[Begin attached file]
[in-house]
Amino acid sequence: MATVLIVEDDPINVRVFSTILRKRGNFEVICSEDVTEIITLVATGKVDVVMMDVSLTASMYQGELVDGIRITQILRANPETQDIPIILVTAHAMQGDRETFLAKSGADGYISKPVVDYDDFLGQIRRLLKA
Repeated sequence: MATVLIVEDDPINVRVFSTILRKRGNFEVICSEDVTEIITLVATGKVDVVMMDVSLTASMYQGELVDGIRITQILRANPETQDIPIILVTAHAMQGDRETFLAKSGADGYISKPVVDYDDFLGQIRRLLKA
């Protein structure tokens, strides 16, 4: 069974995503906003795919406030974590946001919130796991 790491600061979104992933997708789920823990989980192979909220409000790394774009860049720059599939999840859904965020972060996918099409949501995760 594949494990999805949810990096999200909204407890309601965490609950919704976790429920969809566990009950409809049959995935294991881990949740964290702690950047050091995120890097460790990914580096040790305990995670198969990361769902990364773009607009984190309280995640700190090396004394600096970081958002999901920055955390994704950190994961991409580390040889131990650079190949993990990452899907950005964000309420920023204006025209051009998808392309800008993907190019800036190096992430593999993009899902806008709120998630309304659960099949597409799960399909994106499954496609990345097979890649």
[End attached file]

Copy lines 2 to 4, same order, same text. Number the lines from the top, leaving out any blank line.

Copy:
Amino acid sequence: MATVLIVEDDPINVRVFSTILRKRGNFEVICSEDVTEIITLVATGKVDVVMMDVSLTASMYQGELVDGIRITQILRANPETQDIPIILVTAHAMQGDRETFLAKSGADGYISKPVVDYDDFLGQIRRLLKA
Repeated sequence: MATVLIVEDDPINVRVFSTILRKRGNFEVICSEDVTEIITLVATGKVDVVMMDVSLTASMYQGELVDGIRITQILRANPETQDIPIILVTAHAMQGDRETFLAKSGADGYISKPVVDYDDFLGQIRRLLKA
């Protein structure tokens, strides 16, 4: 069974995503906003795919406030974590946001919130796991 790491600061979104992933997708789920823990989980192979909220409000790394774009860049720059599939999840859904965020972060996918099409949501995760 594949494990999805949810990096999200909204407890309601965490609950919704976790429920969809566990009950409809049959995935294991881990949740964290702690950047050091995120890097460790990914580096040790305990995670198969990361769902990364773009607009984190309280995640700190090396004394600096970081958002999901920055955390994704950190994961991409580390040889131990650079190949993990990452899907950005964000309420920023204006025209051009998808392309800008993907190019800036190096992430593999993009899902806008709120998630309304659960099949597409799960399909994106499954496609990345097979890649």